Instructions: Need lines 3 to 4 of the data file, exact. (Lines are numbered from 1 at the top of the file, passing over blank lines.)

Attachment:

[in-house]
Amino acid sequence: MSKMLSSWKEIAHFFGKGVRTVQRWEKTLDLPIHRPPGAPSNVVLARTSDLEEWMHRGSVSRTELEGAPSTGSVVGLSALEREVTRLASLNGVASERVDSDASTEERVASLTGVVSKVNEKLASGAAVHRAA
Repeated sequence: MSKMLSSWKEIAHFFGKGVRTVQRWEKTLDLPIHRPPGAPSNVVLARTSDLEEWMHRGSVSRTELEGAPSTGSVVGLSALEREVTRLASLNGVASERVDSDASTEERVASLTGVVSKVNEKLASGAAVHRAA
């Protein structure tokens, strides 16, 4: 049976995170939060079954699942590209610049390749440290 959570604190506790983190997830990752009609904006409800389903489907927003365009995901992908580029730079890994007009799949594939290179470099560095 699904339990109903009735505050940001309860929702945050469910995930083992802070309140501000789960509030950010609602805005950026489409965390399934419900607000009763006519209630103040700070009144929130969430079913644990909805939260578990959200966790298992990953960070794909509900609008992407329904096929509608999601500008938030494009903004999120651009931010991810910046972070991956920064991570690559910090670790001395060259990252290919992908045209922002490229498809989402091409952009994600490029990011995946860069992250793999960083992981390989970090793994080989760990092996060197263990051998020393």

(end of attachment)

Repeated sequence: MSKMLSSWKEIAHFFGKGVRTVQRWEKTLDLPIHRPPGAPSNVVLARTSDLEEWMHRGSVSRTELEGAPSTGSVVGLSALEREVTRLASLNGVASERVDSDASTEERVASLTGVVSKVNEKLASGAAVHRAA
């Protein structure tokens, strides 16, 4: 049976995170939060079954699942590209610049390749440290 959570604190506790983190997830990752009609904006409800389903489907927003365009995901992908580029730079890994007009799949594939290179470099560095 699904339990109903009735505050940001309860929702945050469910995930083992802070309140501000789960509030950010609602805005950026489409965390399934419900607000009763006519209630103040700070009144929130969430079913644990909805939260578990959200966790298992990953960070794909509900609008992407329904096929509608999601500008938030494009903004999120651009931010991810910046972070991956920064991570690559910090670790001395060259990252290919992908045209922002490229498809989402091409952009994600490029990011995946860069992250793999960083992981390989970090793994080989760990092996060197263990051998020393």